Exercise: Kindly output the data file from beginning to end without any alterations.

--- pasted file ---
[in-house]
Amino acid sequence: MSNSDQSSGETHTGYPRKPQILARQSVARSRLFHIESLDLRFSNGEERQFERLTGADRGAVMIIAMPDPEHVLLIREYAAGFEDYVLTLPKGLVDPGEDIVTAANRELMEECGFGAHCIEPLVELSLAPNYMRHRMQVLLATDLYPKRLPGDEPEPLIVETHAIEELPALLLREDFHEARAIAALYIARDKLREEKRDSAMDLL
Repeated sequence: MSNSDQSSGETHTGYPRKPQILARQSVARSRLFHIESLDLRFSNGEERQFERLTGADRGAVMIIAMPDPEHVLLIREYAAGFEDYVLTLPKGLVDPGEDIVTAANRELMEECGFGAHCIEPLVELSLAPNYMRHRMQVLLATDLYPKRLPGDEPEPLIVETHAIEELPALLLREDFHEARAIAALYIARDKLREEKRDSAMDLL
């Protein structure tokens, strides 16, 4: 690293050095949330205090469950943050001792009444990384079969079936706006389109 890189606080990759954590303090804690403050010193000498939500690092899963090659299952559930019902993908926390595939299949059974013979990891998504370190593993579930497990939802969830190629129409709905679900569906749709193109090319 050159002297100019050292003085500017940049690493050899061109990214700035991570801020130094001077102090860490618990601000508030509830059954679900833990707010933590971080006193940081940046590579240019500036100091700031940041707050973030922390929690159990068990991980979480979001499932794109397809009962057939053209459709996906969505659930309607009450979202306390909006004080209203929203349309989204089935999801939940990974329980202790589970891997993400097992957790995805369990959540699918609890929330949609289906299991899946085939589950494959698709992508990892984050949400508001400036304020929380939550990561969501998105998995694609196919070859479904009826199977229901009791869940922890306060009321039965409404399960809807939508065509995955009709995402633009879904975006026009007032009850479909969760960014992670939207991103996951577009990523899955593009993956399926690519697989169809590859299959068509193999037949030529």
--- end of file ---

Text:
[in-house]
Amino acid sequence: MSNSDQSSGETHTGYPRKPQILARQSVARSRLFHIESLDLRFSNGEERQFERLTGADRGAVMIIAMPDPEHVLLIREYAAGFEDYVLTLPKGLVDPGEDIVTAANRELMEECGFGAHCIEPLVELSLAPNYMRHRMQVLLATDLYPKRLPGDEPEPLIVETHAIEELPALLLREDFHEARAIAALYIARDKLREEKRDSAMDLL
Repeated sequence: MSNSDQSSGETHTGYPRKPQILARQSVARSRLFHIESLDLRFSNGEERQFERLTGADRGAVMIIAMPDPEHVLLIREYAAGFEDYVLTLPKGLVDPGEDIVTAANRELMEECGFGAHCIEPLVELSLAPNYMRHRMQVLLATDLYPKRLPGDEPEPLIVETHAIEELPALLLREDFHEARAIAALYIARDKLREEKRDSAMDLL
């Protein structure tokens, strides 16, 4: 690293050095949330205090469950943050001792009444990384079969079936706006389109 890189606080990759954590303090804690403050010193000498939500690092899963090659299952559930019902993908926390595939299949059974013979990891998504370190593993579930497990939802969830190629129409709905679900569906749709193109090319 050159002297100019050292003085500017940049690493050899061109990214700035991570801020130094001077102090860490618990601000508030509830059954679900833990707010933590971080006193940081940046590579240019500036100091700031940041707050973030922390929690159990068990991980979480979001499932794109397809009962057939053209459709996906969505659930309607009450979202306390909006004080209203929203349309989204089935999801939940990974329980202790589970891997993400097992957790995805369990959540699918609890929330949609289906299991899946085939589950494959698709992508990892984050949400508001400036304020929380939550990561969501998105998995694609196919070859479904009826199977229901009791869940922890306060009321039965409404399960809807939508065509995955009709995402633009879904975006026009007032009850479909969760960014992670939207991103996951577009990523899955593009993956399926690519697989169809590859299959068509193999037949030529």